I truly enjoyed being married. I liked having a partner in life, someone who was pegged to me. I appreciated having someone to say goodnight to. I enjoyed knowing that every moment of every day I was an important and integral part of another person's every moment of every day. I was comforted by having someone be that for me, too. I intended my marriage to last for life, and beyond. I entered marriage with the intent to stick it through no matter what.
Looking back, I have regrets about my marriage. There were things I wish I would have done differently while I was married.
I never did anything seriously wrong in my marriage; no huge mistakes that warranted divorce. More, I'm talking about the little things that I left out of marriage that could have made it really great.
I wish I would have taken better advantage of how spectacular marriage could have been, while I was married. That's what I regret: wasting a bunch of time and energy being unhappy, when I could have, instead, been using that energy to enjoy my marriage.
So, here are some things I wish I would have done while I was married:
1. I wish I would have started each day with affection
My ex-husband and I have different internal clocks, meaning he spent a lot of time awake late at night and into the wee hours of the morning, and I spent a lot of time alone in the mornings (with the kids) while he was sleeping. This annoyed me. So when he did wake up later, I was typically irritated and nasty toward him. No hug and a kiss, or asking how he slept or if I could make him breakfast. I did do this sometimes, but more often he got crusty looks and passive-aggressive comments.
Instead, I wish I would have greeted him with warmth and kindness every day. I wish he could have counted on that. I know it would have helped me feel better about who I was and what I was doing with my marriage. It probably would have helped him feel more interested in being around me as well.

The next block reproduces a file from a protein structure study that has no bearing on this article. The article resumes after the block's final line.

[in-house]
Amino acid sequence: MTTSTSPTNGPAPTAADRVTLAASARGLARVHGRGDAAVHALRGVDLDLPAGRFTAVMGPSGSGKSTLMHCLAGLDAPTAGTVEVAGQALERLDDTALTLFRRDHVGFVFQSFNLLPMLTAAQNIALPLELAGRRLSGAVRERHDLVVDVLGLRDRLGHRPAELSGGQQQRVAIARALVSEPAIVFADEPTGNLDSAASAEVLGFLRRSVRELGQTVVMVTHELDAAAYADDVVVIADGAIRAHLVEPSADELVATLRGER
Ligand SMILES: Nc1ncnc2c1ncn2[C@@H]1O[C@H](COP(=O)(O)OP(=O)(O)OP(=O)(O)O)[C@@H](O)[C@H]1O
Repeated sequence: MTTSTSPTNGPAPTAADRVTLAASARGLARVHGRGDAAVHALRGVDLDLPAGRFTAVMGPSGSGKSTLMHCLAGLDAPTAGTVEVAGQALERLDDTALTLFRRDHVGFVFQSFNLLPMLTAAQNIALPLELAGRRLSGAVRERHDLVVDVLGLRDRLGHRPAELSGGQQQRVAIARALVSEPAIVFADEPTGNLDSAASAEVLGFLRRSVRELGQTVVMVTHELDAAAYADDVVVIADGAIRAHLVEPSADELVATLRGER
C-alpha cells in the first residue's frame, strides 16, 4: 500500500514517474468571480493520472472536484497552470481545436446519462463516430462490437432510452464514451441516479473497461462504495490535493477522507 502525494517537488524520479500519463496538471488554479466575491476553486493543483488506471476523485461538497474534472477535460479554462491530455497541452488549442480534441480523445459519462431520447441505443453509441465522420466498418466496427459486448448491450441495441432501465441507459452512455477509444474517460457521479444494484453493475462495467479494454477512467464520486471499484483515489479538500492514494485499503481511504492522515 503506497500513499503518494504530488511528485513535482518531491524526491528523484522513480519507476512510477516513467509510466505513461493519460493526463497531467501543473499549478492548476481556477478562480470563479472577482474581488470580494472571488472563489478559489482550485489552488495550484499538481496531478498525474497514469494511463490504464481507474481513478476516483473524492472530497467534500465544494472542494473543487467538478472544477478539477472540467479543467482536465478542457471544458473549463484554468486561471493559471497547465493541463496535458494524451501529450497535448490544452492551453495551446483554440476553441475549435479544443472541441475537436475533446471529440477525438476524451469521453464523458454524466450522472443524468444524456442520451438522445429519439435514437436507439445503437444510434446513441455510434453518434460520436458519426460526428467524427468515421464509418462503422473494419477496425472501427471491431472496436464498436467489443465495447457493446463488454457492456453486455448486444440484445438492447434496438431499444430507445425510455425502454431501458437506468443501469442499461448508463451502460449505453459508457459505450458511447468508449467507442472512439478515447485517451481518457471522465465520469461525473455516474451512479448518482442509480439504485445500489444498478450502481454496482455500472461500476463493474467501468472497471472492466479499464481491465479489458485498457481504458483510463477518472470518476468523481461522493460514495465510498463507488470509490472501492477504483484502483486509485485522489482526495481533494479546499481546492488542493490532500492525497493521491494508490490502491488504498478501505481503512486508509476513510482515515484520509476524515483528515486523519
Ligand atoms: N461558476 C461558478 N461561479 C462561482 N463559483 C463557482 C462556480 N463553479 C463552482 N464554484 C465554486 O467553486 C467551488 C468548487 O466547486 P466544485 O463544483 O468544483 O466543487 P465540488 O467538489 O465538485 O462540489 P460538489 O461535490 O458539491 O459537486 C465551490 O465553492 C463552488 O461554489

2. I wish I would have made myself feel pretty more often
After many years of marriage, a person can forget that her husband is also her boyfriend. I did. I didn't try to look my best when he came home. I tried a few things a few times, but not often. Fixing my hair, putting on a little makeup, and wearing attractive clothes really improves the way I feel about myself — and that helps the way I treat others.
I sometimes make the same mistake twice, or don't stop myself before making a rude comment. I do, however, recognize when I make a mistake and do my best to apologize to those around me.
I think though, that these repeated mistakes bothered him. So at some point, I stopped saying sorry. Maybe I wanted him to start taking more responsibility for our disagreements, instead of me always being the one to initiate making up. But I shouldn't have stopped saying it, anyway. I should have said it as often as I meant it, and more often.
4. I wish I would have taken steps to get myself mentally healthy
I had a lot of misconceptions and errors in thinking during my marriage. I wish I would have realized sooner that I — not my husband — was responsible for my own happiness. I should have taken efforts to get myself there, regardless of my husband's choices.
For me, that required mental health counseling and a lot of scaling back on things outside the home. Once I scaled back, I was able to really focus on real needs to get myself into a good place.
I would have enjoyed marriage quite a bit more if I didn't rely on the status of our relationship to dictate how I felt about myself and how I treated others.
5. I wish I would have planned more one-on-one time outside the home
We both enjoyed being at home, watching TV or browsing the Internet. But we forgot to date each other. I would have enjoyed marriage more if I had been more proactive about making that happen.
Being mentally healthy would have helped with that. Having a better self-image would have helped me work through the difficulties. I wish I wouldn't have given up on that, even when it felt one-sided. Because that's part of the fun of marriage — spending time together!
Had I done these things listed above, I would have enjoyed marriage more, and I would have set a better example to my daughters of how to be a wife.
Now, enough regret — on to learning from the past and making the future better!
Marilee Kellis is a single (divorced) mother to four children, ages 4 to 10, including identical twin girls. She volunteers as a breastfeeding peer counselor, teaches cello lessons, and has been employed as an epidemiologist in public health departments for most of the past decade. Hobbies include researching her family history, cooking, writing, hiking, camping, and running. Marilee has a bachelor's degree in Biology from Arizona State University.